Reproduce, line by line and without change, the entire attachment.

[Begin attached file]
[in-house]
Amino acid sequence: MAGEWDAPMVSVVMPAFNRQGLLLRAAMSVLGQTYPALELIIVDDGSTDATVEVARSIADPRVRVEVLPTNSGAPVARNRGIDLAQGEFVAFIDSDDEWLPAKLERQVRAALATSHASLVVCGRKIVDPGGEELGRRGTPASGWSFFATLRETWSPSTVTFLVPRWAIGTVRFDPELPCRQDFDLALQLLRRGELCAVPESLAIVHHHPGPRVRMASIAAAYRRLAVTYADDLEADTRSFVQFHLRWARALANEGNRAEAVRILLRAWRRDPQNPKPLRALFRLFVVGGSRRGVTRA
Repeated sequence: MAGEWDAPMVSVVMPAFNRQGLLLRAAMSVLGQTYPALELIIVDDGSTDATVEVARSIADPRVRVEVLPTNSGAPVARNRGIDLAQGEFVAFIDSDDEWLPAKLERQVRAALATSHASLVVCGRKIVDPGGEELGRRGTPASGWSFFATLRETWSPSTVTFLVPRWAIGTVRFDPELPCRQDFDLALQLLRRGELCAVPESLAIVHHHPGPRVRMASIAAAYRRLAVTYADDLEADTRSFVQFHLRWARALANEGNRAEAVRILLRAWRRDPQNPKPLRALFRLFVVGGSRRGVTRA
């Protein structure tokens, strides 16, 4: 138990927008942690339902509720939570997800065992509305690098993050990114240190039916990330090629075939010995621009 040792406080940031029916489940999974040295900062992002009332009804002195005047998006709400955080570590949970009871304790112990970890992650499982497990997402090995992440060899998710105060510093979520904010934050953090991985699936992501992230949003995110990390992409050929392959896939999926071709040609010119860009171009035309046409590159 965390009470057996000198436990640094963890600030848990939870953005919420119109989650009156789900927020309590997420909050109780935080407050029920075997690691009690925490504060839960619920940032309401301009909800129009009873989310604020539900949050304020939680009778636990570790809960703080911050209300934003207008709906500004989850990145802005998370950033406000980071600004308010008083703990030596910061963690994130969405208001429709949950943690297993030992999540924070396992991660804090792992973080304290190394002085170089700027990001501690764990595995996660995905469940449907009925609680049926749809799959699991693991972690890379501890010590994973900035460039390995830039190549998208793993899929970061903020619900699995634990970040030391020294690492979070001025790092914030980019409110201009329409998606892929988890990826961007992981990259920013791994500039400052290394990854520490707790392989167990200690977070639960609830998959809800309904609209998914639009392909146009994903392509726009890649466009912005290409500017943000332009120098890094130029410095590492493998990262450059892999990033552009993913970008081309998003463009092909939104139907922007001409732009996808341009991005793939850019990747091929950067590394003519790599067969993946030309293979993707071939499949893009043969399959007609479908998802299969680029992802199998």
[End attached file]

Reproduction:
[in-house]
Amino acid sequence: MAGEWDAPMVSVVMPAFNRQGLLLRAAMSVLGQTYPALELIIVDDGSTDATVEVARSIADPRVRVEVLPTNSGAPVARNRGIDLAQGEFVAFIDSDDEWLPAKLERQVRAALATSHASLVVCGRKIVDPGGEELGRRGTPASGWSFFATLRETWSPSTVTFLVPRWAIGTVRFDPELPCRQDFDLALQLLRRGELCAVPESLAIVHHHPGPRVRMASIAAAYRRLAVTYADDLEADTRSFVQFHLRWARALANEGNRAEAVRILLRAWRRDPQNPKPLRALFRLFVVGGSRRGVTRA
Repeated sequence: MAGEWDAPMVSVVMPAFNRQGLLLRAAMSVLGQTYPALELIIVDDGSTDATVEVARSIADPRVRVEVLPTNSGAPVARNRGIDLAQGEFVAFIDSDDEWLPAKLERQVRAALATSHASLVVCGRKIVDPGGEELGRRGTPASGWSFFATLRETWSPSTVTFLVPRWAIGTVRFDPELPCRQDFDLALQLLRRGELCAVPESLAIVHHHPGPRVRMASIAAAYRRLAVTYADDLEADTRSFVQFHLRWARALANEGNRAEAVRILLRAWRRDPQNPKPLRALFRLFVVGGSRRGVTRA
């Protein structure tokens, strides 16, 4: 138990927008942690339902509720939570997800065992509305690098993050990114240190039916990330090629075939010995621009 040792406080940031029916489940999974040295900062992002009332009804002195005047998006709400955080570590949970009871304790112990970890992650499982497990997402090995992440060899998710105060510093979520904010934050953090991985699936992501992230949003995110990390992409050929392959896939999926071709040609010119860009171009035309046409590159 965390009470057996000198436990640094963890600030848990939870953005919420119109989650009156789900927020309590997420909050109780935080407050029920075997690691009690925490504060839960619920940032309401301009909800129009009873989310604020539900949050304020939680009778636990570790809960703080911050209300934003207008709906500004989850990145802005998370950033406000980071600004308010008083703990030596910061963690994130969405208001429709949950943690297993030992999540924070396992991660804090792992973080304290190394002085170089700027990001501690764990595995996660995905469940449907009925609680049926749809799959699991693991972690890379501890010590994973900035460039390995830039190549998208793993899929970061903020619900699995634990970040030391020294690492979070001025790092914030980019409110201009329409998606892929988890990826961007992981990259920013791994500039400052290394990854520490707790392989167990200690977070639960609830998959809800309904609209998914639009392909146009994903392509726009890649466009912005290409500017943000332009120098890094130029410095590492493998990262450059892999990033552009993913970008081309998003463009092909939104139907922007001409732009996808341009991005793939850019990747091929950067590394003519790599067969993946030309293979993707071939499949893009043969399959007609479908998802299969680029992802199998």